Researchers from China and the Netherlands developed a new hematopoietic stem cell-mediated lentiviral gene therapy (HSPC-LVGT) that showed promising results in a mouse model of Pompe disease. Based on their results, the researchers said the new transgene could be further developed as a potential gene therapy for Pompe disease.
The team has previously shown that HSPC-LVGT can lead to a reduction in glycogen in the heart, skeletal muscles, and partially the brain. However, the uptake of the therapy was limited.
Here, researchers led by Pim Pijnappel, PhD, from Erasmus University Rotterdam, fused insulin-like growth factor 2 (IGF2) to a codon-optimized version of the GAA gene, which they called IGF2.GAA, to improve cellular uptake.
Read more about experimental therapies for Pompe disease
The study is published in the journal Molecular Therapy-Methods & Clinical Development.
They found that this new approach led to a complete normalization of glycogen levels and impaired autophagy at a clinically relevant vector copy number in the heart and skeletal muscles of the mice. The researchers reported that the new gene therapy was particularly effective in treating the central nervous system.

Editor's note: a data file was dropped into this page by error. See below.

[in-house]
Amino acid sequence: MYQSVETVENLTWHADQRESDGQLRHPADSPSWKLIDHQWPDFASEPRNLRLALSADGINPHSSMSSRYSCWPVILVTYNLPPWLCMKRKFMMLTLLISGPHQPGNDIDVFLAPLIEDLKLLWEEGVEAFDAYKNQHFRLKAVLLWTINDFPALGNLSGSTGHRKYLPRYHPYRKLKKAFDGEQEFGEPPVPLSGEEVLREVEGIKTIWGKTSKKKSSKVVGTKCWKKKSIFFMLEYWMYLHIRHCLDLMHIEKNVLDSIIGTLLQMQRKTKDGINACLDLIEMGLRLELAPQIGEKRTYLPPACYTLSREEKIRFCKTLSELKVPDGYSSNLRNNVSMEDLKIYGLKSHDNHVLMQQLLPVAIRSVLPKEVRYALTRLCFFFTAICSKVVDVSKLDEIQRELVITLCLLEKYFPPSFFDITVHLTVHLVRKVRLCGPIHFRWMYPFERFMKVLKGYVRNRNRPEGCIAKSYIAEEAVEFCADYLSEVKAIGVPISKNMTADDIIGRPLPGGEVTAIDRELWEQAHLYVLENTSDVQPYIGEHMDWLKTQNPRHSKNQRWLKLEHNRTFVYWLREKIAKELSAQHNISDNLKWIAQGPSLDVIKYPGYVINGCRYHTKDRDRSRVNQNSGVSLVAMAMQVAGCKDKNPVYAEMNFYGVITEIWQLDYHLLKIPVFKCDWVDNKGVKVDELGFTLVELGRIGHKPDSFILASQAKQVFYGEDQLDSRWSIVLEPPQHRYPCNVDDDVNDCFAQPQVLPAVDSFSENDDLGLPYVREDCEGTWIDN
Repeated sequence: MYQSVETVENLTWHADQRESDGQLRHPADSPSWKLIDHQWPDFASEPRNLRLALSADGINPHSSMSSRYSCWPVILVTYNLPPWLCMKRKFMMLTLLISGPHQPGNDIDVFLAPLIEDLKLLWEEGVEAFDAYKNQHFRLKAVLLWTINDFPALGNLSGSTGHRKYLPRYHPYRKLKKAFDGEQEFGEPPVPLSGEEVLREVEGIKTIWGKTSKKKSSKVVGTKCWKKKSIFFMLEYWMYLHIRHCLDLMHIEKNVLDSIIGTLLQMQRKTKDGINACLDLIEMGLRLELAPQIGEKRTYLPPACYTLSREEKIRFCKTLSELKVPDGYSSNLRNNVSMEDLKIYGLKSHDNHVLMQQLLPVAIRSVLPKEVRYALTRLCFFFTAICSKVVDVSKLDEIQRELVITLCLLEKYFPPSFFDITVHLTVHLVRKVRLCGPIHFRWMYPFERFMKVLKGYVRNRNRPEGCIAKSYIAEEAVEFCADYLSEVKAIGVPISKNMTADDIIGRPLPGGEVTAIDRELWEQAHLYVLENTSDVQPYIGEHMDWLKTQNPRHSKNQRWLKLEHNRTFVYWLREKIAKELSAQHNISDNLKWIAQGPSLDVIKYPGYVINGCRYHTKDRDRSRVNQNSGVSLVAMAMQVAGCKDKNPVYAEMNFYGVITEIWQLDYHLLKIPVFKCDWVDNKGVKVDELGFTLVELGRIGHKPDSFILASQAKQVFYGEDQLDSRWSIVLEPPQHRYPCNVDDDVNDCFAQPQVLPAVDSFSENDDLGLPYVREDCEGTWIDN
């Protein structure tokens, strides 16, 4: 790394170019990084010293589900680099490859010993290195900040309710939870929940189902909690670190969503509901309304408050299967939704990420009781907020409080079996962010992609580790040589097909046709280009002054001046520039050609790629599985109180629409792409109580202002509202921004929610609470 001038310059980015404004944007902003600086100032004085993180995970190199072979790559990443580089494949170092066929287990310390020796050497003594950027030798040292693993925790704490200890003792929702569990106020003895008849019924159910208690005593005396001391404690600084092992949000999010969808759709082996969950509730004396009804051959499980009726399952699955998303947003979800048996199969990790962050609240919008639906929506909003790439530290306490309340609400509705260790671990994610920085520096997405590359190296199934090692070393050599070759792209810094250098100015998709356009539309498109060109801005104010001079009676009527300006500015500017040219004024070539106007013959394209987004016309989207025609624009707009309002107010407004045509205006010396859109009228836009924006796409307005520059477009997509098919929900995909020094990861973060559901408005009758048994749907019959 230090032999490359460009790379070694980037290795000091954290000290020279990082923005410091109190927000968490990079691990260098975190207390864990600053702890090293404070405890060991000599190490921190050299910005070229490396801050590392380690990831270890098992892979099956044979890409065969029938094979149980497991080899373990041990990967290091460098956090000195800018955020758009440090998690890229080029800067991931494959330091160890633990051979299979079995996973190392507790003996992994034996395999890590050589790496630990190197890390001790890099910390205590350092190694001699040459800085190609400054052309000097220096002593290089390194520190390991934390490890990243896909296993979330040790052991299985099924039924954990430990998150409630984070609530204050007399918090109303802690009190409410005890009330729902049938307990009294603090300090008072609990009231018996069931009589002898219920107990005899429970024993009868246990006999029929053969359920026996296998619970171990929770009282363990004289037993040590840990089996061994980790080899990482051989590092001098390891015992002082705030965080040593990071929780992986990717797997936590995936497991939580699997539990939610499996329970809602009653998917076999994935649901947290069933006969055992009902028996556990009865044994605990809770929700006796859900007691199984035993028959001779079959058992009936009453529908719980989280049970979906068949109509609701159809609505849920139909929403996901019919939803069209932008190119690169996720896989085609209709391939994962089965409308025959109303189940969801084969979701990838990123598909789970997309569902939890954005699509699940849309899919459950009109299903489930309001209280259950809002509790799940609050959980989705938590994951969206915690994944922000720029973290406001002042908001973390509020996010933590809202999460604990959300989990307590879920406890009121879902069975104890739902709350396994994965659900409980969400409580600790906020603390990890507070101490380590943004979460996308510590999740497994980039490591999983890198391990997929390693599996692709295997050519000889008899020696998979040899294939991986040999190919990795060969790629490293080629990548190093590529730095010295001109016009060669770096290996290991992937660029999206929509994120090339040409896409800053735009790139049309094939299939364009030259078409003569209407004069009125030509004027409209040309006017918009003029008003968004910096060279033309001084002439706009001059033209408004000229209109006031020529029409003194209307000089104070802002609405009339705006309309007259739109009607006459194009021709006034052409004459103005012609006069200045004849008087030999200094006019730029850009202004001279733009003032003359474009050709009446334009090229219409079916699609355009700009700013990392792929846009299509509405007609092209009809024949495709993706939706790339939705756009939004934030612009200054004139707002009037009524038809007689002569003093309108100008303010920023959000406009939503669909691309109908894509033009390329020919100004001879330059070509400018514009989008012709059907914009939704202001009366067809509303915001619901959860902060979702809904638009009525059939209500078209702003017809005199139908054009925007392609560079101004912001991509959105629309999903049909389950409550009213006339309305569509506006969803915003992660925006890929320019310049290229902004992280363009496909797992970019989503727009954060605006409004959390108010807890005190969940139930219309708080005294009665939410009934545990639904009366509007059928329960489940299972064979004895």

“These results identify IGF2.GAA as a candidate transgene for future clinical development of HSPC-LVGT for Pompe disease,” they wrote.
Pompe disease is caused by a mutation in the GAA gene, leading to a deficiency in the GAA enzyme, the role of which is to cleave glycogen to form glucose. GAA deficiency results in the accumulation of glycogen in different tissues causing damage, especially in the heart and skeletal muscles.
Enzyme replacement therapy can improve cardiac, respiratory, and motor function, but is poorly taken up by cells and cannot cross the blood-brain barrier. Gene therapy has emerged as a potential new avenue for the treatment of the disease.
Liang Q, Catalano F, Vlaar EC, et al. IGF2-tagging of GAA promotes full correction of murine Pompe disease at a clinically relevant dosage of lentiviral gene therapy. Mol Ther Methods Clin Dev. Published online September 24, 2022. doi: 10.1016/j.omtm.2022.09.010